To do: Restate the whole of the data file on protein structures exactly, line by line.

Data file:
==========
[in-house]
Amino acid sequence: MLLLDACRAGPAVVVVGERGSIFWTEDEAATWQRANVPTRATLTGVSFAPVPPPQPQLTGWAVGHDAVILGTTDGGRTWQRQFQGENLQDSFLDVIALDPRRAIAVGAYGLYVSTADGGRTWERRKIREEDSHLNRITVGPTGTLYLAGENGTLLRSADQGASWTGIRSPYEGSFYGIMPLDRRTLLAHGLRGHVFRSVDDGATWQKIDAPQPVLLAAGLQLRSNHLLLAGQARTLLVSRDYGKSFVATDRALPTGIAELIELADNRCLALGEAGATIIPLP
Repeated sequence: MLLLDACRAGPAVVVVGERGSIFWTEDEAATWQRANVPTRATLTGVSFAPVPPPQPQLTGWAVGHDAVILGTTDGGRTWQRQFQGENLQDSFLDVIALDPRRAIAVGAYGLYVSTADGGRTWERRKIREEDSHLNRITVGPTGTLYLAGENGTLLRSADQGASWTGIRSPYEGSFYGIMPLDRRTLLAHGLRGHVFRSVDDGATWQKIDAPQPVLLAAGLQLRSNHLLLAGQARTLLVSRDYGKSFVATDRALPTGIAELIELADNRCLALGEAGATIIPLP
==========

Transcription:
[in-house]
Amino acid sequence: MLLLDACRAGPAVVVVGERGSIFWTEDEAATWQRANVPTRATLTGVSFAPVPPPQPQLTGWAVGHDAVILGTTDGGRTWQRQFQGENLQDSFLDVIALDPRRAIAVGAYGLYVSTADGGRTWERRKIREEDSHLNRITVGPTGTLYLAGENGTLLRSADQGASWTGIRSPYEGSFYGIMPLDRRTLLAHGLRGHVFRSVDDGATWQKIDAPQPVLLAAGLQLRSNHLLLAGQARTLLVSRDYGKSFVATDRALPTGIAELIELADNRCLALGEAGATIIPLP
Repeated sequence: MLLLDACRAGPAVVVVGERGSIFWTEDEAATWQRANVPTRATLTGVSFAPVPPPQPQLTGWAVGHDAVILGTTDGGRTWQRQFQGENLQDSFLDVIALDPRRAIAVGAYGLYVSTADGGRTWERRKIREEDSHLNRITVGPTGTLYLAGENGTLLRSADQGASWTGIRSPYEGSFYGIMPLDRRTLLAHGLRGHVFRSVDDGATWQKIDAPQPVLLAAGLQLRSNHLLLAGQARTLLVSRDYGKSFVATDRALPTGIAELIELADNRCLALGEAGATIIPLP